Penny Goldstein D'Agostino is the CFO/Managing Director of the Jewish Pavilion. She writes a monthly blog that can be found at www.jewishpavilion.org/blog. We thought you might enjoy one of her personal stories below. 

We did it his way

By Penny Goldstein D’Agostino

 

He loved. He loved to sing. An accomplished vocalist before his teens, he sang his whole life. He loved his Sigma Rho brothers at Miami High School. He loved his fellow congregants at the Lindenhurst Hebrew Congregation where he served several presidential terms. He loved the Lindenhurst Fire Department where he served several terms as captain of the Rescue Company. He loved the Town of Lindy where he served several terms on various zoning committees. He loved owning Boltin's Formal Wear and Travel and he loved those that he met and worked with there. He loved Delray Villas Platt 3, where he served on the board & as a committee chair.  He loved the Guys & Dolls - the chorus he organized and directed, that at times numbered more than 50 senior singers. But mostly, he loved his family & friends. He loved his parents, aunts uncles cousins. He loved his brother, sister, brothers-in-law, sisters-in-law, nieces, nephews, and grand nieces and nephews. He loved his friends, all of you! He loved his daughter (Penny)  and son (Walter), daughter-in-law (Helene) son-in-law (David) and certainly his grandson (Bradley), and most of all he loved his wife (Lynn). They would have been married 60 years on October 15. And because of him, we had someone to love back. He will be remembered and missed, because he loved.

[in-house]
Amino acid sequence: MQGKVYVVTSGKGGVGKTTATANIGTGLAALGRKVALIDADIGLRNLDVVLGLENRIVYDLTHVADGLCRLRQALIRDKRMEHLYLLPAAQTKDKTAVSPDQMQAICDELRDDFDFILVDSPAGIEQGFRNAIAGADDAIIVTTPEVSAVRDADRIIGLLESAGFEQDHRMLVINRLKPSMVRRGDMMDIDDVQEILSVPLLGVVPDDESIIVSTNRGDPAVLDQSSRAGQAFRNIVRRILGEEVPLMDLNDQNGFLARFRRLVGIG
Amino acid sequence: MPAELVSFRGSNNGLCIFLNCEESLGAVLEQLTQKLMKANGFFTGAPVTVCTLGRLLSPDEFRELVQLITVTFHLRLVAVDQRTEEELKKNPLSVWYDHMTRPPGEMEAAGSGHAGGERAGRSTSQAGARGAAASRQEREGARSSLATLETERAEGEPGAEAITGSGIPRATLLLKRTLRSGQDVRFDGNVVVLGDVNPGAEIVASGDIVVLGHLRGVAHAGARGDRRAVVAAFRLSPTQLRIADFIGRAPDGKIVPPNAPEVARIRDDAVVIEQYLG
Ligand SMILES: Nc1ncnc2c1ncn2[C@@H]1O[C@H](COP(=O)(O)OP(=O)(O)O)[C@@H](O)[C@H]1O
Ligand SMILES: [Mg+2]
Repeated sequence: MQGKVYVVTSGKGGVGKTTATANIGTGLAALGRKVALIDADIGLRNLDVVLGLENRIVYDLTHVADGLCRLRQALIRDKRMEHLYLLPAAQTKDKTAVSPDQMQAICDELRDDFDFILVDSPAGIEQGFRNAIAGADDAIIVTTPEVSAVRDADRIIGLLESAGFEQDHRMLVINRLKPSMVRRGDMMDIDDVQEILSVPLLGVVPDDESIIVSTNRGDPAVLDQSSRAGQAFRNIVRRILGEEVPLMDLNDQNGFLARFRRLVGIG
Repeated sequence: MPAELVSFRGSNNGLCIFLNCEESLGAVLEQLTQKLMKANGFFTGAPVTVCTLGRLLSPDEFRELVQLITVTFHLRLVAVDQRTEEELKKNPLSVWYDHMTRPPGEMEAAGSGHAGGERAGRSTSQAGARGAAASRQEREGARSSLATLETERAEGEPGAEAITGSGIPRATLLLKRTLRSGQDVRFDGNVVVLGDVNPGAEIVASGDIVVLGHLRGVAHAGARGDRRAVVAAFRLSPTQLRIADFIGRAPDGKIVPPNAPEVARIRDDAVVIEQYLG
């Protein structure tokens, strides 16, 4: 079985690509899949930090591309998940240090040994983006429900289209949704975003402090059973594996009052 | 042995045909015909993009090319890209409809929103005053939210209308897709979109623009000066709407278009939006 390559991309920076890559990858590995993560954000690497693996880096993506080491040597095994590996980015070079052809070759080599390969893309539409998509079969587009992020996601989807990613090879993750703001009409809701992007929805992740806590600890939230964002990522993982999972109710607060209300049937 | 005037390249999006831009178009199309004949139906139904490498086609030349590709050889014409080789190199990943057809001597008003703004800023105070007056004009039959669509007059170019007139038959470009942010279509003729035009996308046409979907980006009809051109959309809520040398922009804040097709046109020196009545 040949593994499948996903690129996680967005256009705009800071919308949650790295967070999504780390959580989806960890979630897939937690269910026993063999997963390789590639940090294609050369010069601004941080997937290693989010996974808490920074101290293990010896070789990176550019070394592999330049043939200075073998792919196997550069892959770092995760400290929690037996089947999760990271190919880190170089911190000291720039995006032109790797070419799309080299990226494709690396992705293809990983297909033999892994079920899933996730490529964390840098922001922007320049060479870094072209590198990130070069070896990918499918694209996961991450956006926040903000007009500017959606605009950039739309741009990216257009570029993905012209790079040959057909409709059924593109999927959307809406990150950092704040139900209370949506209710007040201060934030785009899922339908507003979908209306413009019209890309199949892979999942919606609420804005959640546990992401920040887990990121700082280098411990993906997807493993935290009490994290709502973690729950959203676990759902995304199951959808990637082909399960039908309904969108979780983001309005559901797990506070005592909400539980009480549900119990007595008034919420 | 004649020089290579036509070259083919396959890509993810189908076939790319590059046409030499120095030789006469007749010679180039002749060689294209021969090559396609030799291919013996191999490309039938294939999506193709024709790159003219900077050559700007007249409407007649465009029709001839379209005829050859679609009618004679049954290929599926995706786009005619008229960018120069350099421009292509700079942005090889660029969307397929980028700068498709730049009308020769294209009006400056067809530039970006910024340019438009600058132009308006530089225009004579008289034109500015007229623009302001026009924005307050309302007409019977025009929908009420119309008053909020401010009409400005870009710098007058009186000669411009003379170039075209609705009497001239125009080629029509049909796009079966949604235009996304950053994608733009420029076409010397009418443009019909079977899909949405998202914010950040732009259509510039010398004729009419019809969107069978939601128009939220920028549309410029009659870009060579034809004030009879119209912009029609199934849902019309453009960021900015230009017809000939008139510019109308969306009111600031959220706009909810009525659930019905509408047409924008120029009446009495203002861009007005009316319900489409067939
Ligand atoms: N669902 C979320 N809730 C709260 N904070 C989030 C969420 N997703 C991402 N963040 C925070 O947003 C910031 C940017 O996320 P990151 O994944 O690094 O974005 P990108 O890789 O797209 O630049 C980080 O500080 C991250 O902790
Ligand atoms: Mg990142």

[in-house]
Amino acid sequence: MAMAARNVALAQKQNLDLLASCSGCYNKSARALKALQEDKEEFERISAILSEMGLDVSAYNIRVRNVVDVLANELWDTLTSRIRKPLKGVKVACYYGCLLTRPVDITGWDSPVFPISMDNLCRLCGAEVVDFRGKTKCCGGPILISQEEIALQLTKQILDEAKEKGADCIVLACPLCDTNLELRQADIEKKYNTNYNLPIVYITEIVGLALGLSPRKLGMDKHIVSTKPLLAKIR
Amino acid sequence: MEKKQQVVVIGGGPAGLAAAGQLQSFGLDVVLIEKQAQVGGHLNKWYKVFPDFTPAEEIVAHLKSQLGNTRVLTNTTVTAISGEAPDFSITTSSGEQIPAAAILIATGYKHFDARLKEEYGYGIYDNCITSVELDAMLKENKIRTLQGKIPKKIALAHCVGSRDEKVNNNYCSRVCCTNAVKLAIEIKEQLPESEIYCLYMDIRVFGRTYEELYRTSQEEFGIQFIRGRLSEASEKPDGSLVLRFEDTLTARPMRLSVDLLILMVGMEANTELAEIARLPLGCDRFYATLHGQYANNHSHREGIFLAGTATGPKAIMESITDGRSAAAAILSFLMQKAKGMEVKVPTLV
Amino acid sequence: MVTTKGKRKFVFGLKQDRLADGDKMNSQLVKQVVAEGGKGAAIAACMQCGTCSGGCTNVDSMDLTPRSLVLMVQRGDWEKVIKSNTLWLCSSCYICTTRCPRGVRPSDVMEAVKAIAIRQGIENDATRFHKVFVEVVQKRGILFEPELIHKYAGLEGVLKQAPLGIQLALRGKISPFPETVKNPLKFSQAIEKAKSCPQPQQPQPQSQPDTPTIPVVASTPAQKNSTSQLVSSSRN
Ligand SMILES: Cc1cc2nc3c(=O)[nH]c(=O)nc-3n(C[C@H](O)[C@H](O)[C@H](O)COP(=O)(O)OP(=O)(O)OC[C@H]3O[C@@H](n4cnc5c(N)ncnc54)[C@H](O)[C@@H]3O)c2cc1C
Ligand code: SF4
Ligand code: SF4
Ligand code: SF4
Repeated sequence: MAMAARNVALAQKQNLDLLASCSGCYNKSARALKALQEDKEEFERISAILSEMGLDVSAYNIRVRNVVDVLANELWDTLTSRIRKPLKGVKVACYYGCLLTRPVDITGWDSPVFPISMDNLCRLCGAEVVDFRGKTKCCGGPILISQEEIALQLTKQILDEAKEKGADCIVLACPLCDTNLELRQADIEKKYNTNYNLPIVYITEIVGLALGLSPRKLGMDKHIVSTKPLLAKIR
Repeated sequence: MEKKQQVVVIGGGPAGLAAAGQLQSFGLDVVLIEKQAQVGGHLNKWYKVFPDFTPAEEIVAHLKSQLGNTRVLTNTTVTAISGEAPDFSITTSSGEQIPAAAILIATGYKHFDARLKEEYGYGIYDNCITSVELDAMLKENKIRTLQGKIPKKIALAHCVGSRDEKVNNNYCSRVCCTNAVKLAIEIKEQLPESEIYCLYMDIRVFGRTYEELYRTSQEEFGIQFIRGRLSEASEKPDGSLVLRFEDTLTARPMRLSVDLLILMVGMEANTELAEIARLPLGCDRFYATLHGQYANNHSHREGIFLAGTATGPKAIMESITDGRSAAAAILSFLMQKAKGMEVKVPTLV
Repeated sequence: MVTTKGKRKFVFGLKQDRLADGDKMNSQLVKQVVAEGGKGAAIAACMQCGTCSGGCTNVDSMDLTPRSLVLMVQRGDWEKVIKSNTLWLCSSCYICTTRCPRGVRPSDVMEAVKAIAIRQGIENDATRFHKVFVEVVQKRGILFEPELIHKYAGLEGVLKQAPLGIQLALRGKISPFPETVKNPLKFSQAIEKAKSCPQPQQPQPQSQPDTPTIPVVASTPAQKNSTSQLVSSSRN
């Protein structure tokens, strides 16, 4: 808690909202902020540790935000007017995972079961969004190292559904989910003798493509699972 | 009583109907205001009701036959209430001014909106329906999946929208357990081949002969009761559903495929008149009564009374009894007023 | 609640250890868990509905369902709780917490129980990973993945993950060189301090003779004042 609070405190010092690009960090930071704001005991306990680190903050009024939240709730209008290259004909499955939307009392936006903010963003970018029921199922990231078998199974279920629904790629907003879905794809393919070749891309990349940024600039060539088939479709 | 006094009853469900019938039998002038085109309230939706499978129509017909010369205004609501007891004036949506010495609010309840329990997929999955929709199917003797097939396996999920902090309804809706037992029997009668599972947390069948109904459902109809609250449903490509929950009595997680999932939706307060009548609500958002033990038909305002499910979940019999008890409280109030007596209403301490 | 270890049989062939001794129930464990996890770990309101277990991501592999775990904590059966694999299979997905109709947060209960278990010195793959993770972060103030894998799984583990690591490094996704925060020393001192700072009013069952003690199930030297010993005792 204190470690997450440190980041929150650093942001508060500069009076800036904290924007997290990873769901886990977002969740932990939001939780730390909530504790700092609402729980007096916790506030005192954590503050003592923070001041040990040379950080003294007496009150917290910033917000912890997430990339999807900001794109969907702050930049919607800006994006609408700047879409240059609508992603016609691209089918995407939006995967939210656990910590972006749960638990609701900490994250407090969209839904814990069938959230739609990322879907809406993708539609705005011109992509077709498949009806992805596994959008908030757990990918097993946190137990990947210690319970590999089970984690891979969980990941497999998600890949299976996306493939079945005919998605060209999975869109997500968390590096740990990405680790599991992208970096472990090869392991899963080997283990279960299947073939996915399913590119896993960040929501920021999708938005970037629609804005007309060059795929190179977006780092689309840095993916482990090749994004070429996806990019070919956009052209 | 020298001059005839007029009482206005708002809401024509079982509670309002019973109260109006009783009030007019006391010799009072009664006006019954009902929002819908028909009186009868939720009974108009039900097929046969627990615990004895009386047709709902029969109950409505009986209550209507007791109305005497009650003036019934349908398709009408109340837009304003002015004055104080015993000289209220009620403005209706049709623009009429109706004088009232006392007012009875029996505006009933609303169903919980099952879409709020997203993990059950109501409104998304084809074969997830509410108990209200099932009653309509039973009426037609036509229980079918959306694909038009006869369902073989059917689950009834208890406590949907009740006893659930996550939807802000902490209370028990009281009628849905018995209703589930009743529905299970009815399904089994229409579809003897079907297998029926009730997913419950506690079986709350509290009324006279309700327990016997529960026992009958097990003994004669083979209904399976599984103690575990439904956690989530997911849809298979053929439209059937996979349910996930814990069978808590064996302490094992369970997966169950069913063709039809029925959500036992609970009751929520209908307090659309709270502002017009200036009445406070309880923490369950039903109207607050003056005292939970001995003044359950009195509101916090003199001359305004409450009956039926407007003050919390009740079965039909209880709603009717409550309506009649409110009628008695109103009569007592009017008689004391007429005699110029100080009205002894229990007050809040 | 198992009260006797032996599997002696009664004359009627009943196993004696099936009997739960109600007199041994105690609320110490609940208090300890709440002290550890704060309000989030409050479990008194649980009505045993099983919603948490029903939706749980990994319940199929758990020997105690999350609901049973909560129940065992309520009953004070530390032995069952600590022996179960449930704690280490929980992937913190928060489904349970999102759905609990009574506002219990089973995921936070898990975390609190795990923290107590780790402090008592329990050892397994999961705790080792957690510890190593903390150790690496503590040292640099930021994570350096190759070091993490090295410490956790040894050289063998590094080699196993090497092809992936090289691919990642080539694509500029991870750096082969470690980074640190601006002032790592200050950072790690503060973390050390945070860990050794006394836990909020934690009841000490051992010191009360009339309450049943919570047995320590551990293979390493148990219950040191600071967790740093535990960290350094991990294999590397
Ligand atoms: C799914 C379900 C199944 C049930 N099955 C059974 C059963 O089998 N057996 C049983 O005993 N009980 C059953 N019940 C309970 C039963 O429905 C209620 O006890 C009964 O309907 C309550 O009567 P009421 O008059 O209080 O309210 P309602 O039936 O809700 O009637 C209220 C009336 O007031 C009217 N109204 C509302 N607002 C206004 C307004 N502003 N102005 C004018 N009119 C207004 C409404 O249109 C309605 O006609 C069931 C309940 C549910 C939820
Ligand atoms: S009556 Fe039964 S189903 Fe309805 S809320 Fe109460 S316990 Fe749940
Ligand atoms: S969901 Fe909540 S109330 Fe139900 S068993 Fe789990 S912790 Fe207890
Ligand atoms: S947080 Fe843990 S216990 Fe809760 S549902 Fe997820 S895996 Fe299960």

His name was Mel (Not Mr. Goldstein – he would say that was his father’s name), and he was much more than just another man who wandered in and out of so many lives, leaving so many hearts touched with smiles and joy.

He was my father, and those are the words I spoke at his funeral following his passing this week (July 30,  2018).

My father truly was a great man. 

He had a way of being intimate, (not in a romantic way), with everyone he befriended. He was a big man, but he was also a large presence touching thousands of lives. He saved lives, delivered babies, mentored people, helped them thru difficult times and loved them all.

Understand my family is Jewish and traditional, but often we are much more than the conventional definition of those words. The reason for it was my father, and his infectious zeal for life.

The man would simply never miss a party. Tell him there was a get together of friends and family, or even if he heard about one, he was right there. If there wasn’t one coming up, he’d create one to fit the mood.  He loved to cook, eat, entertain, and have people and music around him.

In the end, it was music that gave us what will always remain some of the most cherished and memorable moments of our life with him.